Smearing has been a major issue for me with full frame bodies such as the Sony A7r and A7, and when added to intermittent color casts and high levels of vignetting, I had previously found that files just took too much work to get things right, and I gave up. Now, sitting home at my computer with a variety of files from a variety of lenses ranging from wide to telephoto, I was not seeing any objectionable colorcasts and much improved vignetting. How about smearing, then? Well, the jury is still out, but for the most part I have been entirely pleased. Of the wide lenses in my possession, I found that the 21 mm f/3.4 Super Elmar did exhibit slight detail loss at the far edges of the image, but this was not objectionable, just more than what I had seen on the M9 and M240 bodies. The lens that continues to “misbehave” on the A7s was the Leica 28 mm f/2 Summicron ASPH. This lens gives even Leica M bodies some trouble, and in the case of the Sony A7s, it has continued to produce moderate smearing at the edges. For real world street photography, in which edge sharpness may not be important, the smearing rarely matters, but if one were shooting landscapes, he or she would notice this, so it’s I lens I have considered avoiding for those moments when edge sharpness matters (For most other moments, the 28 ‘cron works great). Beyond that, I have had no issues with edge smearing. Everything works great. My Wide Angle Tri Elmar (WATE) works perfectly at 16 mm on the A7s, though this lens’ design plays reasonably well with even the A7r. My 35 mm f/1.4 Summilux FLE, which didn’t work well on the A7 due to odd vignetting, works perfectly well on the Sony A7s.

asha7s14

To add to the story, I have found that the Sony A7s does a great job with colors. It presents a palette similar to that of the Sony A7 and A7r, so if you are used to the files that those cameras make, the A7s will be similar. One nice added perk is that at higher ISO, while dynamic range does start to drop off a bit (particularly past ISO 4000, though files are totally useable, in my opinion, through ISO 12,800), the color reproduction at those high ISO’s remains solid. There’s only so much you can push today’s sensor tech, in terms of dynamic range and high ISO noise and color performance, but the Sony A7s is today’s state of the art.

Ultimately, I have been thoroughly pleased with my time using Leica M lenses as my sole lens set up for the Sony A7s. Everything works well. High ISO – check! Silent shutter – check! Minimal muss and fuss with edge image quality – BIG check! Colors and skin tones. Check that as well. Handling of camera with M lenses…big HUGE check! It all seems to work well.

asha7s15

asha7s16

In summary, I have found the Sony A7s to be a great option on which to use Leica M lenses. If you have an investment in rangefinder lenses, or intend to do so, the Sony A7s is the current camera that you’d want to have on a budget. Sure the Leica M9 is fantastic, but it has high ISO limitations. The Leica M240 is great, but tends to start banding around ISO 3200. Those are fantastic options and allow one to see in the “rangefinder way”. But separating yourself from that, the Sony A7s is an incredible imaging machine. Sure, it has a lower megapixel count, but 12 MP files are plenty for the vast majority of us. The camera’s incredible ISO performance allows for the use of slower lenses, and thus more compact lenses, in low light shooting circumstances. Suddenly, your Elmars and Summicrons become relevant options for night photography, and lenses such as the Noctilux allow you to pear into the night better than your own eyes….it’s rather incredible. Creative possibilities open up, and I see new photographic horizons ahead! The Camera’s EVF is sufficient to reliably focus lenses, particularly if one uses the “Focus Magnify” option to achieve critical focus. The silent shutter allows for very discrete shooting, and for most street photography moments, it’s a perfect option (I have yet to see the Rolling shutter effect for my style of shooting) that’s silent and discrete. And year, silent shutter means no shutter shake to blur your images at that pixel level. Speaking of pixels, the camera’s lower pixel count allows for easier achievement of sharp images at slower shutter speeds, if desired, as 12 MP is much easier to hand hold than 36 megapixels in nearly any circumstance…something to consider if pixel peeping for sharp images is your thing.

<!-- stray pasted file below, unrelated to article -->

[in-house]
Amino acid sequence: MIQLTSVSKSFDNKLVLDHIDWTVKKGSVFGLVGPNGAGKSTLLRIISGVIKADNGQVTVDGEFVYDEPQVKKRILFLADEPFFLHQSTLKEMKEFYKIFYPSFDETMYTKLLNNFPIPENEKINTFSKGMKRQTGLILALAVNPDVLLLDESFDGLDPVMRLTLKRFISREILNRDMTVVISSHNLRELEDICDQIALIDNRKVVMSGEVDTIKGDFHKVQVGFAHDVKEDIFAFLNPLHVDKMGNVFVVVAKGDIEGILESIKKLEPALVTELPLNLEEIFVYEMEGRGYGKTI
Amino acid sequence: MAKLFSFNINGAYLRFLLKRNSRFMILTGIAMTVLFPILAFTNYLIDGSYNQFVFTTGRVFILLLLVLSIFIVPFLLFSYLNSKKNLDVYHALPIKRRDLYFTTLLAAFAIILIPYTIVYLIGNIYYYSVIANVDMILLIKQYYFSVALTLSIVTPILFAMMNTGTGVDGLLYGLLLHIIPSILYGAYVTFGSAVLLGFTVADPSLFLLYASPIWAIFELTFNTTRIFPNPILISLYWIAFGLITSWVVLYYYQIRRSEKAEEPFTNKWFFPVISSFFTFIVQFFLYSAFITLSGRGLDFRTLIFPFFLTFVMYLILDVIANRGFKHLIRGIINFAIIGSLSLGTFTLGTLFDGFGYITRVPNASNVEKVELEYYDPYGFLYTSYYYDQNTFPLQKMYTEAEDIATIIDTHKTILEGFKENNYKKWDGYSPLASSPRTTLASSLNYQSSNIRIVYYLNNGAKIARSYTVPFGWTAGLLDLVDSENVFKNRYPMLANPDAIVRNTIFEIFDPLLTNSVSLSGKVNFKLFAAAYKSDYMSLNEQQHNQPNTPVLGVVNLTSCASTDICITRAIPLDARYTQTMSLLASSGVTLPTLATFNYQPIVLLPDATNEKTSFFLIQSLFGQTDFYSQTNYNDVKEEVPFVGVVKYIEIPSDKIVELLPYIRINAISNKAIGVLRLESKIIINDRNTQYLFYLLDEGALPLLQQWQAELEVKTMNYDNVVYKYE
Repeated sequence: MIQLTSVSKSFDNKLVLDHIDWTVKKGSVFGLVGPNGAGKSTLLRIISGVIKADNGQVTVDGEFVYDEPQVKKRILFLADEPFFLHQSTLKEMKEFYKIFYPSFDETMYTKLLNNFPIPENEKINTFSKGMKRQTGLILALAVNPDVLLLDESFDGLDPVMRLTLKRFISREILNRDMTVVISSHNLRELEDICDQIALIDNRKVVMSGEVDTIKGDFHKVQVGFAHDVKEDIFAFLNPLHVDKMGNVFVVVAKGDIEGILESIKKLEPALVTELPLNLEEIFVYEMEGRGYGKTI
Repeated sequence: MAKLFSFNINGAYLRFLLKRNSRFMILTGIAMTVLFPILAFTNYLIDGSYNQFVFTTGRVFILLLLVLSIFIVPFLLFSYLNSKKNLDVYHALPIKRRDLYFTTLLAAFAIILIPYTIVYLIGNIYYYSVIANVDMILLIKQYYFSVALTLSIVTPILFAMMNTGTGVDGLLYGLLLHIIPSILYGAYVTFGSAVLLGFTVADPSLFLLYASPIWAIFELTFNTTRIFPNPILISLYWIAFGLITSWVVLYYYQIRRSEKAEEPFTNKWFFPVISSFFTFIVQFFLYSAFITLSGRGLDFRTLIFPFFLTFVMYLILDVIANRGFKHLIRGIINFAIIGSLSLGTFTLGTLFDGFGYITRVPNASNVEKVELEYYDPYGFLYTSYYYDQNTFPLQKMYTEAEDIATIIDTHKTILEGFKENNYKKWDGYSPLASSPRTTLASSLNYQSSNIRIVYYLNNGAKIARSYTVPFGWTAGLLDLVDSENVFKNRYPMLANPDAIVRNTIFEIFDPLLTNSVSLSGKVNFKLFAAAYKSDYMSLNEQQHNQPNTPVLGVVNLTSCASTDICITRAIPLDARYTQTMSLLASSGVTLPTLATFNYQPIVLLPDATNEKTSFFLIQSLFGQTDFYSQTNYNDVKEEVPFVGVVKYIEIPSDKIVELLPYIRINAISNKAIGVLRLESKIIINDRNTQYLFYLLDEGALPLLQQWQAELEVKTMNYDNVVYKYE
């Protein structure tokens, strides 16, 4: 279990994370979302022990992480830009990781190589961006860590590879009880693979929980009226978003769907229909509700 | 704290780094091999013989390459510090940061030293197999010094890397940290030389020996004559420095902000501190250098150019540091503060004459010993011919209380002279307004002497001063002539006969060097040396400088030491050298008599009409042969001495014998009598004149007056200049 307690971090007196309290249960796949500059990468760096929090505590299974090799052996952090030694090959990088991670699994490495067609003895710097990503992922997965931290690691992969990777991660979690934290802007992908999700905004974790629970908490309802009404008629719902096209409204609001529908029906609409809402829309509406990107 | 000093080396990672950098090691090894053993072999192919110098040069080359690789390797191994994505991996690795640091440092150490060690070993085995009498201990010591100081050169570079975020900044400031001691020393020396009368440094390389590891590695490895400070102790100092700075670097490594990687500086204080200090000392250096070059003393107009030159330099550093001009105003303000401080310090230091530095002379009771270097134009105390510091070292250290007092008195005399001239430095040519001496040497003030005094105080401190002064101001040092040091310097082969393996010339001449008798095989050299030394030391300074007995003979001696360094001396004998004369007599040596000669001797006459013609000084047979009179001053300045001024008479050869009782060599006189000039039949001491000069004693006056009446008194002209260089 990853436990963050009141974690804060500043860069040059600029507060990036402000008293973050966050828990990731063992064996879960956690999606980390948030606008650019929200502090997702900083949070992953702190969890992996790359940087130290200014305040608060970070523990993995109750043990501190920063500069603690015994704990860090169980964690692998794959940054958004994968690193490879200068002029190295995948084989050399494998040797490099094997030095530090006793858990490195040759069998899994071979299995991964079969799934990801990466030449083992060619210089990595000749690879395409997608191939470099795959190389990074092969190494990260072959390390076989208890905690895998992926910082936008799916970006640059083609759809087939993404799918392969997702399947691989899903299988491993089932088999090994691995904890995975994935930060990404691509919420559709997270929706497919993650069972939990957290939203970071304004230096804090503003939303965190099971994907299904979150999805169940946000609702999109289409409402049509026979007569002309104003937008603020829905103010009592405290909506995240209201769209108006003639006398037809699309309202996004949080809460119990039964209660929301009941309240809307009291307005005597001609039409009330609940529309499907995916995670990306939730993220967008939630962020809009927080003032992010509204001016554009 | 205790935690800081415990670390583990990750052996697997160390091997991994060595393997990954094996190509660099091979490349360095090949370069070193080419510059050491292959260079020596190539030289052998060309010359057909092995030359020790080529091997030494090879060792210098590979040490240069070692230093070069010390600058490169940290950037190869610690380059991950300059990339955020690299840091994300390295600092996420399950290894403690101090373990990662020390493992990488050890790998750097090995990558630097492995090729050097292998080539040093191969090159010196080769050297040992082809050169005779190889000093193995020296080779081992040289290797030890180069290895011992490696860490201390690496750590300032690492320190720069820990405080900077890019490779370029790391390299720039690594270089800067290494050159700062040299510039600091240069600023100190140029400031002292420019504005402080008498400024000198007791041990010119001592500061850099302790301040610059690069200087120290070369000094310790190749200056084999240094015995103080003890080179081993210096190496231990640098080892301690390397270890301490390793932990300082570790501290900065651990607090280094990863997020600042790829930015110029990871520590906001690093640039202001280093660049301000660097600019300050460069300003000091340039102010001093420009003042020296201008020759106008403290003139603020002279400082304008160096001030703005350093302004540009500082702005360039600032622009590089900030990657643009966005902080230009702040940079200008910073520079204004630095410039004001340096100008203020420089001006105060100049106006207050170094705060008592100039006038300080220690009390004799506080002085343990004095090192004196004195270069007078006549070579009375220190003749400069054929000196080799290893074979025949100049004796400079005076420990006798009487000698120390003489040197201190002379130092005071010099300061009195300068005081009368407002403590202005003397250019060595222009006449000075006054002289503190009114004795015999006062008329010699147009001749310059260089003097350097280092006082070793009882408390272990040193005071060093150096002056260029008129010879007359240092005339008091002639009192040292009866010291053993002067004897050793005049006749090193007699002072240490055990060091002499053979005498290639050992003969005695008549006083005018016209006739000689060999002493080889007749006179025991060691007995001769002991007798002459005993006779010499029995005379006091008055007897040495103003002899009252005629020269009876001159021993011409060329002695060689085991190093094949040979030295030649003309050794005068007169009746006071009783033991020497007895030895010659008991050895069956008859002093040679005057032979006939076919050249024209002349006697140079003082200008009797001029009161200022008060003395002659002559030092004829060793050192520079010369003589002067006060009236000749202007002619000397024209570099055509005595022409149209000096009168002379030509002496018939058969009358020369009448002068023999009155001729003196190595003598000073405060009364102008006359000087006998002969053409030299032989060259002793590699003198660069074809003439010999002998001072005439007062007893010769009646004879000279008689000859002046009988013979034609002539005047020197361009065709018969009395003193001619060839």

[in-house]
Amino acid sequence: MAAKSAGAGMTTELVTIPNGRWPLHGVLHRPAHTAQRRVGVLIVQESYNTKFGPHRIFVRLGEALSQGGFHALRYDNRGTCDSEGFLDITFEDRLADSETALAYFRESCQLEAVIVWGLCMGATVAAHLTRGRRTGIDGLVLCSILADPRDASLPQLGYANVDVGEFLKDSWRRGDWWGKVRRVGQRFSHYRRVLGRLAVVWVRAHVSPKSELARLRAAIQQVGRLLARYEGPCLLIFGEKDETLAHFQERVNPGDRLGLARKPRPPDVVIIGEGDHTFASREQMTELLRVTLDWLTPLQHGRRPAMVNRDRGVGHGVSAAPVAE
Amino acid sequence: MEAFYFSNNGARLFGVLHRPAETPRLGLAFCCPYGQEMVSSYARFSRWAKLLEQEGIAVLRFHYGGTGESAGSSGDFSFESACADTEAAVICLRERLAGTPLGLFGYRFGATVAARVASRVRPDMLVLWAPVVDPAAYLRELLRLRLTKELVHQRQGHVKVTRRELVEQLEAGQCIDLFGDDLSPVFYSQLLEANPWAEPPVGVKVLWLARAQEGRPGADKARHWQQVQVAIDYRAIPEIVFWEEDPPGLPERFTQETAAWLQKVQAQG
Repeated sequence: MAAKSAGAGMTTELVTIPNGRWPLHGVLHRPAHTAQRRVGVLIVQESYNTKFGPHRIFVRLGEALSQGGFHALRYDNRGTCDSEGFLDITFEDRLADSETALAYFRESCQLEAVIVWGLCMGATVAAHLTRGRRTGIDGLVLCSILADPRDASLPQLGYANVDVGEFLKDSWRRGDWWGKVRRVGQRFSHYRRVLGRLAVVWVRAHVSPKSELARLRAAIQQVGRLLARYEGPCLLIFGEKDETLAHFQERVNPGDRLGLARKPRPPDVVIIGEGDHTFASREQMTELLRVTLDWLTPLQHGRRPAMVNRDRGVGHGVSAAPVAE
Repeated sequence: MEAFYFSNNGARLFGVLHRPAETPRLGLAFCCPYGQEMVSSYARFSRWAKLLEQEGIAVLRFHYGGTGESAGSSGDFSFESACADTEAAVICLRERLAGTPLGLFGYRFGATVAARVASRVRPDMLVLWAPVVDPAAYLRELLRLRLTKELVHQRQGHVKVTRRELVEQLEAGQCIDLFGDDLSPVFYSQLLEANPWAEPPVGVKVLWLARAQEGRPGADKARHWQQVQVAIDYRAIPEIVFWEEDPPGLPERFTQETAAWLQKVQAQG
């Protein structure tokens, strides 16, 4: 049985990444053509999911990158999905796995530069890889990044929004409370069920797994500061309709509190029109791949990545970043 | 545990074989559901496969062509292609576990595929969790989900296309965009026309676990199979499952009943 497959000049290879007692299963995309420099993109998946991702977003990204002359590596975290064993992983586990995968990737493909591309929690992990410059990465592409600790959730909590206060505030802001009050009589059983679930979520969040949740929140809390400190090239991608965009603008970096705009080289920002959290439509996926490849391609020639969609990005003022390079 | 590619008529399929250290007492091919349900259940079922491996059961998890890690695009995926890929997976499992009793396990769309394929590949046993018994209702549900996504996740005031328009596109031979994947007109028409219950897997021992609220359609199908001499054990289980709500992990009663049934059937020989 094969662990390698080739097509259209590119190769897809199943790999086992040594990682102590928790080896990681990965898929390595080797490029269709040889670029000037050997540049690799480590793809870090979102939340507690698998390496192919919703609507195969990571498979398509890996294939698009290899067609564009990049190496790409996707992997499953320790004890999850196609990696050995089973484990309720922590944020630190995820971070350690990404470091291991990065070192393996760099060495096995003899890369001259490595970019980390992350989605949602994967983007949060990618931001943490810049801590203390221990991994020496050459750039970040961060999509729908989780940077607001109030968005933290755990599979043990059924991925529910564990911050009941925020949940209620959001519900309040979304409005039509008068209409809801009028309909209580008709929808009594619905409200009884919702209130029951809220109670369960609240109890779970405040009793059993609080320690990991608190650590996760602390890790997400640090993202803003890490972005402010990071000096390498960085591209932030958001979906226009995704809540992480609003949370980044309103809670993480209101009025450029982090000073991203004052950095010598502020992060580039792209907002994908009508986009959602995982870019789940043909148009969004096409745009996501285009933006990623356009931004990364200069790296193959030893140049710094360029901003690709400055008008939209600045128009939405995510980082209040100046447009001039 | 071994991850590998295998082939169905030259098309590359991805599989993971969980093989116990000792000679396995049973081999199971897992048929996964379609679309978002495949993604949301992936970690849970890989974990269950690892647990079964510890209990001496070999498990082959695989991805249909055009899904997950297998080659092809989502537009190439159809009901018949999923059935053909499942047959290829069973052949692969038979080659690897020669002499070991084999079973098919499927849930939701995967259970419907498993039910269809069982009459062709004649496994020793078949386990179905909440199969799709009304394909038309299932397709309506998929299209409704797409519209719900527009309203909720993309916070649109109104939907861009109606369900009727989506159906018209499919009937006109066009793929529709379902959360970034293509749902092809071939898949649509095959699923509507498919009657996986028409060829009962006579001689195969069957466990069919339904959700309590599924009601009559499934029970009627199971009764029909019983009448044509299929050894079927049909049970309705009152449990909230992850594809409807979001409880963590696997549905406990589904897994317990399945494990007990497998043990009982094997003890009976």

The list goes on and on, but you can see that I am quite convinced that the Sony A7s is a viable option for those of you who want to use small, high performance rangefinder lenses on a mirrorless body. It’s the way to go. By the way, every image you see here was shot with the A7s and a M mount Leica lens. Now go out, test one out, and see if it satisfies you. The Sony A7s has certainly satisfied me.

All the best to you, my friends!
Ashwin (July, 2014)

asha7s17

asha7s18

asha7s19

 

© 2009-2014 STEVE HUFF PHOTOS All Rights Reserved
21